Dr. Jackson

My family had a very low-key Thanksgiving this year. My kids and husband sat down to the Thanksgiving feast, and after our prayer, my husband asked the kids what they were thankful for this year. The older kids gave typical answers (Jesus, family, friends, warm house, etc.). He turned to our 3 year old, who was already gnawing on a turkey bone. “And, what are you thankful for?” And with 3 year old glee, she stood in her chair, turkey bone still to mouth, “LUNCH!”

And so, my child teaches me to live in the moment. Children are particularly skilled at this. As an adult, I tend to dwell on the past or worry about the future. My kids will do this, too, but they have less material to draw on, so they might as well think about the now. I am inspired take the time to meet them where they are. To exult in lunch. Because lunch is not a means to an end. It is the most important thing that I am doing right now.

As we enter the Christmas season, I find it particularly helpful to take a step back and plan less. This is not a “lower your expectations” planning for less. It is planning for special events, but also planning for less of them. It is planning times to be present with my children without a schedule. Borrowing from a recent podcast (Read Aloud Revival): our children are less likely to remember the cool craft that we planned to exquisite detail, less likely to think fondly of how clean the house was or how the decorations were perfectly straight. They are more likely to remember the time we spent with them. Reading, baking, playing, looking them in the eye when they tell us elaborate stories.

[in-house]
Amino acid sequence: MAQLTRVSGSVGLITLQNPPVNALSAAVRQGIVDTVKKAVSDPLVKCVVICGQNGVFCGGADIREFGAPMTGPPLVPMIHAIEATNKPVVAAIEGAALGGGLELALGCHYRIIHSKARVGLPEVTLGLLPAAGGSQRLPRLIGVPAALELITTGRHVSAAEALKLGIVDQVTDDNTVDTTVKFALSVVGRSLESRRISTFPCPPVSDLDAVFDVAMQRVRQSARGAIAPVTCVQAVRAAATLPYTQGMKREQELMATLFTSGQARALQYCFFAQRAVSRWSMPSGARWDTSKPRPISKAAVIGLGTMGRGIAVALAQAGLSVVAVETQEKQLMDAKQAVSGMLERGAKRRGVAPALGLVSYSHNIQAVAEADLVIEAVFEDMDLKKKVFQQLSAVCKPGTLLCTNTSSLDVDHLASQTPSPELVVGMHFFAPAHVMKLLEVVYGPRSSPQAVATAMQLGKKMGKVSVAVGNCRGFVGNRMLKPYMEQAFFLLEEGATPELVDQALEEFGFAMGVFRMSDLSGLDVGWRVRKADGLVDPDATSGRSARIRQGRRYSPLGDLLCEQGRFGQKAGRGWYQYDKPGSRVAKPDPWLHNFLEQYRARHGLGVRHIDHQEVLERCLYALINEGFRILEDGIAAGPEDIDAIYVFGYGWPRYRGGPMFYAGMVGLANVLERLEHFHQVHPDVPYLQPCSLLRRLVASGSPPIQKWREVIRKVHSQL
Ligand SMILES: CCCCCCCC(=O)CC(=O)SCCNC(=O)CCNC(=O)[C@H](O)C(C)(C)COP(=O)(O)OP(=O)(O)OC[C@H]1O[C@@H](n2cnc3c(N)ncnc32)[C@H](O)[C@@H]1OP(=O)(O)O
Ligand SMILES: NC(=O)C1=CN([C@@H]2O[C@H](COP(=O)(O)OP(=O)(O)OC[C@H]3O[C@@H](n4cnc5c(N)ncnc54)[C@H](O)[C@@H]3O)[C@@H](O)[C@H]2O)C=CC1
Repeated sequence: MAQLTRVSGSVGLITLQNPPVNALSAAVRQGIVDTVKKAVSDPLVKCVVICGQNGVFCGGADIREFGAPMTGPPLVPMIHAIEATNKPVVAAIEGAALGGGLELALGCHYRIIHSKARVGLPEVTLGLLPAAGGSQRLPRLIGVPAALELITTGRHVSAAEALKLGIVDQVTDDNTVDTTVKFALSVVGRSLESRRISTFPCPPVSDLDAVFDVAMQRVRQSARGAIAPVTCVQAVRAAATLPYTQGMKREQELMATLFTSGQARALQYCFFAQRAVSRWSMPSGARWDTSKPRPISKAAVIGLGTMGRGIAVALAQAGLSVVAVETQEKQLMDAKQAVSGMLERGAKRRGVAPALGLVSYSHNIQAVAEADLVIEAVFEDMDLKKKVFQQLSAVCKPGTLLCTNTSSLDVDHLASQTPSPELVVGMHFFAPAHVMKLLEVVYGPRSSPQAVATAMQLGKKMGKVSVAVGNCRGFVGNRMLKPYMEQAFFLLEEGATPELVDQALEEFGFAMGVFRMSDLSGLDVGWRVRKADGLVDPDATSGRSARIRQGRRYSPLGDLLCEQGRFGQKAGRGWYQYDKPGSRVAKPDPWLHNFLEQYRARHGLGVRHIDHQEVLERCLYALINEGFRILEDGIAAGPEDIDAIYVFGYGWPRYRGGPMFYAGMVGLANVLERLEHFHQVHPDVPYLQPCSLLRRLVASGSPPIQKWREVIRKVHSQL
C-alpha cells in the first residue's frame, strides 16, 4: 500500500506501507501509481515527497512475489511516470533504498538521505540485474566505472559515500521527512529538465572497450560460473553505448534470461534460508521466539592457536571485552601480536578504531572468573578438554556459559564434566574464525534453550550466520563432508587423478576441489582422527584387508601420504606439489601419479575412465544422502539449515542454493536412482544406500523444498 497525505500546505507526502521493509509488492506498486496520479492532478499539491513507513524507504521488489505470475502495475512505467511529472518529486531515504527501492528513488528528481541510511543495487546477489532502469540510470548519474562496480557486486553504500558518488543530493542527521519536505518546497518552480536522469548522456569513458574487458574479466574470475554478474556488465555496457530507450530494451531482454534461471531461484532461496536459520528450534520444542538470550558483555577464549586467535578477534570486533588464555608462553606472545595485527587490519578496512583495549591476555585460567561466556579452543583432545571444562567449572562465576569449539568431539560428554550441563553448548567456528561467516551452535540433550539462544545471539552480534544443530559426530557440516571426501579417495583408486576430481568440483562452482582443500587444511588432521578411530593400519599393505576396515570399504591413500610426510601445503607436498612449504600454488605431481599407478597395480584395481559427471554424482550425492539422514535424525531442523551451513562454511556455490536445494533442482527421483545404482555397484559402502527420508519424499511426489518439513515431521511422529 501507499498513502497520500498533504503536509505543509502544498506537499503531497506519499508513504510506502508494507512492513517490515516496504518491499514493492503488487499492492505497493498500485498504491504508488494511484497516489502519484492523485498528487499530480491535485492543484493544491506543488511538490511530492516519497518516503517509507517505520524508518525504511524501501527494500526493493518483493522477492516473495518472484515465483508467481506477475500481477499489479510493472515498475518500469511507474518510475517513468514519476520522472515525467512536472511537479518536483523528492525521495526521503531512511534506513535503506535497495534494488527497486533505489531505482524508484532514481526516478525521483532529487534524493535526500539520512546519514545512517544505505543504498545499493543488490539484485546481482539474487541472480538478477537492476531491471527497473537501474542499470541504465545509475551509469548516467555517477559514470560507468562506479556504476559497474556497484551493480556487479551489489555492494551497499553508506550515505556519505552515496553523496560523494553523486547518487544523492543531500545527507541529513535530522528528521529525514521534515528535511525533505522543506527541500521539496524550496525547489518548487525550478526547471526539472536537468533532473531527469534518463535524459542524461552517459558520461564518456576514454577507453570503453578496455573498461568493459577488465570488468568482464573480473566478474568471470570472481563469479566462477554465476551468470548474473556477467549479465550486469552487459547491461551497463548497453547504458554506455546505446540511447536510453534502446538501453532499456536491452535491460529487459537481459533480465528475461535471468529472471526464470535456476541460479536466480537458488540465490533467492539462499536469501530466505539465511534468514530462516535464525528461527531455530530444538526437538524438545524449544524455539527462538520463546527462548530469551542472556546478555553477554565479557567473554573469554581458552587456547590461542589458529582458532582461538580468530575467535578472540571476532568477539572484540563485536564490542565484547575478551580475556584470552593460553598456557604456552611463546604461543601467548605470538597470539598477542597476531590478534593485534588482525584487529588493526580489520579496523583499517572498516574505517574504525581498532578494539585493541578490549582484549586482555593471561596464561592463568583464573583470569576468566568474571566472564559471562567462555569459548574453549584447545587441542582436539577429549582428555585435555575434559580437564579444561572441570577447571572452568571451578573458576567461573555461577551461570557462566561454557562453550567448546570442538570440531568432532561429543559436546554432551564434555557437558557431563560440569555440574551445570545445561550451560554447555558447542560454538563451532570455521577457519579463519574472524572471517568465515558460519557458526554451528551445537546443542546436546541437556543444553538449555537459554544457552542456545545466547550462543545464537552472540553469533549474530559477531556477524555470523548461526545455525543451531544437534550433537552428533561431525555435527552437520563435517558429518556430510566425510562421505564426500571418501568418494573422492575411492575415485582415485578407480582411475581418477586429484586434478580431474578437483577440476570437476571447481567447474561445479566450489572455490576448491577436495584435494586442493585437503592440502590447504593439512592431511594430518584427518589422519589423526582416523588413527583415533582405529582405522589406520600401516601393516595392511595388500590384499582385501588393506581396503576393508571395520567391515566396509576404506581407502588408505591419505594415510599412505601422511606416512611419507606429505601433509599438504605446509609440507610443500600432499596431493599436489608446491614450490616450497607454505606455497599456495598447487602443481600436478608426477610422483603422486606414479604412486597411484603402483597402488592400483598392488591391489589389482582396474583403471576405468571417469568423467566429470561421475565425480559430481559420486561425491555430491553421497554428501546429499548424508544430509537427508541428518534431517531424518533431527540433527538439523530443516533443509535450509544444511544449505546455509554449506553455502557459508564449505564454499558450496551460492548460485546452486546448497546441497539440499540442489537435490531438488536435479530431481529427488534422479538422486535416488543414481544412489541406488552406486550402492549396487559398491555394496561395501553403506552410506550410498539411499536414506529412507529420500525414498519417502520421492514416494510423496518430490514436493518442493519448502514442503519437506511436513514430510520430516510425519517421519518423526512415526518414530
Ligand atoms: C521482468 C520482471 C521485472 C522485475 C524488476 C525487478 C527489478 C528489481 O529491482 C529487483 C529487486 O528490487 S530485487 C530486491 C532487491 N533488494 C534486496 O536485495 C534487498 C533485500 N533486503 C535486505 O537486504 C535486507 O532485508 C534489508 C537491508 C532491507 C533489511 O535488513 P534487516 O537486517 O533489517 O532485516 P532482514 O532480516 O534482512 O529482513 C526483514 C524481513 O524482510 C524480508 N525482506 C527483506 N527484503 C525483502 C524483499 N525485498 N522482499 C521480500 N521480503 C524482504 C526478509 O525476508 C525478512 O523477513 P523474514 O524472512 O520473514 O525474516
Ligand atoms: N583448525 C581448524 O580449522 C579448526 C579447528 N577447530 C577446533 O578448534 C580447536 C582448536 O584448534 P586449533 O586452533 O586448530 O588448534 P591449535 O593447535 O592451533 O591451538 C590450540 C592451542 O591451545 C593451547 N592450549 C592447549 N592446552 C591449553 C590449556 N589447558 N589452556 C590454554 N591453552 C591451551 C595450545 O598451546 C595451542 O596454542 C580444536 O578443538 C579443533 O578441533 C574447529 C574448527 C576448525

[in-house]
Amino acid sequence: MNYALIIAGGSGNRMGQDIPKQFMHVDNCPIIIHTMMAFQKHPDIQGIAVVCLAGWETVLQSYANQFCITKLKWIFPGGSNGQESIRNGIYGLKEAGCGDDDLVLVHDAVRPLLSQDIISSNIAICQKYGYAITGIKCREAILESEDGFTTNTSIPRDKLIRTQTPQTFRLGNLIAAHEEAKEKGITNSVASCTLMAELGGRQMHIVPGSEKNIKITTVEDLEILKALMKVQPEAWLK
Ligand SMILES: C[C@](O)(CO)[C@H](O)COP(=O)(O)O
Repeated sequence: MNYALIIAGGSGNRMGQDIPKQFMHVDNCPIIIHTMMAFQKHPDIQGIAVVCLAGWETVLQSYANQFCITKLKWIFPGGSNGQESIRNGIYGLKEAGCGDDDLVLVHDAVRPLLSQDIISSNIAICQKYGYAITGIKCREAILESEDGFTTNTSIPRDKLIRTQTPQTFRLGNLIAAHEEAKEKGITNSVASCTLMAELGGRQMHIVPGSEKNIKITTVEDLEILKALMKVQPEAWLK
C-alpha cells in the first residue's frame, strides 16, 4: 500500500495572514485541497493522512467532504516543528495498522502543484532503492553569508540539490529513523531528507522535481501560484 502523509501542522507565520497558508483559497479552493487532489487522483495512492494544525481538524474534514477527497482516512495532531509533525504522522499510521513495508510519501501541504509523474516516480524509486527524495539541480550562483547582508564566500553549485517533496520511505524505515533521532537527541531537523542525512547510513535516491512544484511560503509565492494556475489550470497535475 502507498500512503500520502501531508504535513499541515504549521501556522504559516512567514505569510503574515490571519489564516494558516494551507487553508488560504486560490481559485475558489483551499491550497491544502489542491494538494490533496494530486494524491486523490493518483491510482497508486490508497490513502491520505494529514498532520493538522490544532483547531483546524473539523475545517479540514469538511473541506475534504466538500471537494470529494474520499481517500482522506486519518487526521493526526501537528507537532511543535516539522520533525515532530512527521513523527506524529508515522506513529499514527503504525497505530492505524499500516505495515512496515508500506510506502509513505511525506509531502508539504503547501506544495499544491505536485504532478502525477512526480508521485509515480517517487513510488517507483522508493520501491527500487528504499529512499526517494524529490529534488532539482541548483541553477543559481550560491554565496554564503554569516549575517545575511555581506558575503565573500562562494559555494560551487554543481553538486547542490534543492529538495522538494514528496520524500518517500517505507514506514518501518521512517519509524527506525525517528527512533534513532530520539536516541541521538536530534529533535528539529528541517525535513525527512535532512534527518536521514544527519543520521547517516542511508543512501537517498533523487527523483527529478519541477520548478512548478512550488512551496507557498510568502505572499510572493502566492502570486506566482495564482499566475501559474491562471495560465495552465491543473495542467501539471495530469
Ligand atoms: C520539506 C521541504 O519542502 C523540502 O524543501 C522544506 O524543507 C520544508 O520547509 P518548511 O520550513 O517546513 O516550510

We can plan parties, outings, Christmas light viewings. I love all these things. But I also have to plan to not plan. Unplanned evenings, for a jigsaw puzzle to an audio book. For hot chocolate or wassail. For a winter nighttime star gaze. For a spontaneous trip to the park.

We have so many good things that we can do this holiday season. Let us not forget to enjoy and invest in our good people while we are trying to accomplish the good things. Let us not forget to exult in lunch when lunch is set before us.

Be flexible, be smart and be patient. You can do this.

Katie Jackson, M.D., is a pediatrician at Utica Park Clinic Claremore.

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